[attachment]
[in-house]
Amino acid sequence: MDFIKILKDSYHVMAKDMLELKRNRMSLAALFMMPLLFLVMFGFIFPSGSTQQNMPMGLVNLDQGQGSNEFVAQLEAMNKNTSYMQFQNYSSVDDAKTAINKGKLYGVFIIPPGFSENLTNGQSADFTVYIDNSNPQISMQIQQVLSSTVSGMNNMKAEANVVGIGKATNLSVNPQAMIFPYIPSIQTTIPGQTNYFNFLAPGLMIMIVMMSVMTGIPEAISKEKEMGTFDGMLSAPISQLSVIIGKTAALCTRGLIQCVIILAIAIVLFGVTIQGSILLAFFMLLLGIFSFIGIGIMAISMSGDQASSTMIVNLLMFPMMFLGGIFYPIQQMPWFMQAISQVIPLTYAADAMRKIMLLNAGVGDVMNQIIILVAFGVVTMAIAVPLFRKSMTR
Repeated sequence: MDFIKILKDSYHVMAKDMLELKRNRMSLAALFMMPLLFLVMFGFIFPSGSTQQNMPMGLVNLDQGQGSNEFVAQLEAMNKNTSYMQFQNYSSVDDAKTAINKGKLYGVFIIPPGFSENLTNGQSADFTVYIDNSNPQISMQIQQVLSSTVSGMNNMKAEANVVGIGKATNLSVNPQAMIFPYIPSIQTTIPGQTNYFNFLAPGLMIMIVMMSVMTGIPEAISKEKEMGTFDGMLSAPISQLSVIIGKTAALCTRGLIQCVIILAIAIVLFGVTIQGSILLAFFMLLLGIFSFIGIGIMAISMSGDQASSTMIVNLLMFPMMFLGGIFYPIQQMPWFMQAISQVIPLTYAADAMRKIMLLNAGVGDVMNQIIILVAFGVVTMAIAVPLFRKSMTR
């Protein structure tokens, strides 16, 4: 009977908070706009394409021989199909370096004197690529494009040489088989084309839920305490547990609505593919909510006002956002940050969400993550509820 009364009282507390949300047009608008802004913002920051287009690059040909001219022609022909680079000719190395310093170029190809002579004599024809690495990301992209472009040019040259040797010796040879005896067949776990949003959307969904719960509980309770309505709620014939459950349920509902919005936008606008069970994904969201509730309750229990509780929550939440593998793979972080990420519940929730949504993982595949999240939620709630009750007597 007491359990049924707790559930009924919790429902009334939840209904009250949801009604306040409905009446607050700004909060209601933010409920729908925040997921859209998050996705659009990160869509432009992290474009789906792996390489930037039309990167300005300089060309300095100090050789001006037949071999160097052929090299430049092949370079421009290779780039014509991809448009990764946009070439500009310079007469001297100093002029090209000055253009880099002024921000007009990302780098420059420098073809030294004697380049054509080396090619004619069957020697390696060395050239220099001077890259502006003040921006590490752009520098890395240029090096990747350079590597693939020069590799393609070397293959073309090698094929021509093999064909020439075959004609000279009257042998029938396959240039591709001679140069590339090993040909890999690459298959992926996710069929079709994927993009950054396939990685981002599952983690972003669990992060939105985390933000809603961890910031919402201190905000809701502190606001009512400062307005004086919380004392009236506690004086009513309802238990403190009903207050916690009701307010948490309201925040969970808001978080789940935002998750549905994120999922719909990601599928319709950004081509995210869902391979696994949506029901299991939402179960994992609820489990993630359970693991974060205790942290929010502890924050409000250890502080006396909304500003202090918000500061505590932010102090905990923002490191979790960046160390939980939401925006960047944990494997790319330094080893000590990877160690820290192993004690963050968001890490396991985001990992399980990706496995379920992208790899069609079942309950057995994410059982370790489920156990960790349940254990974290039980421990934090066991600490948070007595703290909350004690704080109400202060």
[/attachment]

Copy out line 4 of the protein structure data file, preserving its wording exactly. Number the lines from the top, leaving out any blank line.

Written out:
């Protein structure tokens, strides 16, 4: 009977908070706009394409021989199909370096004197690529494009040489088989084309839920305490547990609505593919909510006002956002940050969400993550509820 009364009282507390949300047009608008802004913002920051287009690059040909001219022609022909680079000719190395310093170029190809002579004599024809690495990301992209472009040019040259040797010796040879005896067949776990949003959307969904719960509980309770309505709620014939459950349920509902919005936008606008069970994904969201509730309750229990509780929550939440593998793979972080990420519940929730949504993982595949999240939620709630009750007597 007491359990049924707790559930009924919790429902009334939840209904009250949801009604306040409905009446607050700004909060209601933010409920729908925040997921859209998050996705659009990160869509432009992290474009789906792996390489930037039309990167300005300089060309300095100090050789001006037949071999160097052929090299430049092949370079421009290779780039014509991809448009990764946009070439500009310079007469001297100093002029090209000055253009880099002024921000007009990302780098420059420098073809030294004697380049054509080396090619004619069957020697390696060395050239220099001077890259502006003040921006590490752009520098890395240029090096990747350079590597693939020069590799393609070397293959073309090698094929021509093999064909020439075959004609000279009257042998029938396959240039591709001679140069590339090993040909890999690459298959992926996710069929079709994927993009950054396939990685981002599952983690972003669990992060939105985390933000809603961890910031919402201190905000809701502190606001009512400062307005004086919380004392009236506690004086009513309802238990403190009903207050916690009701307010948490309201925040969970808001978080789940935002998750549905994120999922719909990601599928319709950004081509995210869902391979696994949506029901299991939402179960994992609820489990993630359970693991974060205790942290929010502890924050409000250890502080006396909304500003202090918000500061505590932010102090905990923002490191979790960046160390939980939401925006960047944990494997790319330094080893000590990877160690820290192993004690963050968001890490396991985001990992399980990706496995379920992208790899069609079942309950057995994410059982370790489920156990960790349940254990974290039980421990934090066991600490948070007595703290909350004690704080109400202060």